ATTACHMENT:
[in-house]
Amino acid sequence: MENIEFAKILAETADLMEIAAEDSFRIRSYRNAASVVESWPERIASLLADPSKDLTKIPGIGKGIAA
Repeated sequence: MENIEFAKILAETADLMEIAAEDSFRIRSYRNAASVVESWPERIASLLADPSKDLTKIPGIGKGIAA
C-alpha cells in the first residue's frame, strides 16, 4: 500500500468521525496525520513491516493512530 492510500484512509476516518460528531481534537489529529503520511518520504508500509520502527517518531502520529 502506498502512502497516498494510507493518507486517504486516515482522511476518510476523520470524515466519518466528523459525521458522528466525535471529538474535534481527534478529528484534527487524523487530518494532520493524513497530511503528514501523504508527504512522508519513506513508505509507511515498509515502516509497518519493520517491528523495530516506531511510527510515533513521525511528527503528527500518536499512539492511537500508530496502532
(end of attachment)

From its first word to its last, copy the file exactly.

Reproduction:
[in-house]
Amino acid sequence: MENIEFAKILAETADLMEIAAEDSFRIRSYRNAASVVESWPERIASLLADPSKDLTKIPGIGKGIAA
Repeated sequence: MENIEFAKILAETADLMEIAAEDSFRIRSYRNAASVVESWPERIASLLADPSKDLTKIPGIGKGIAA
C-alpha cells in the first residue's frame, strides 16, 4: 500500500468521525496525520513491516493512530 492510500484512509476516518460528531481534537489529529503520511518520504508500509520502527517518531502520529 502506498502512502497516498494510507493518507486517504486516515482522511476518510476523520470524515466519518466528523459525521458522528466525535471529538474535534481527534478529528484534527487524523487530518494532520493524513497530511503528514501523504508527504512522508519513506513508505509507511515498509515502516509497518519493520517491528523495530516506531511510527510515533513521525511528527503528527500518536499512539492511537500508530496502532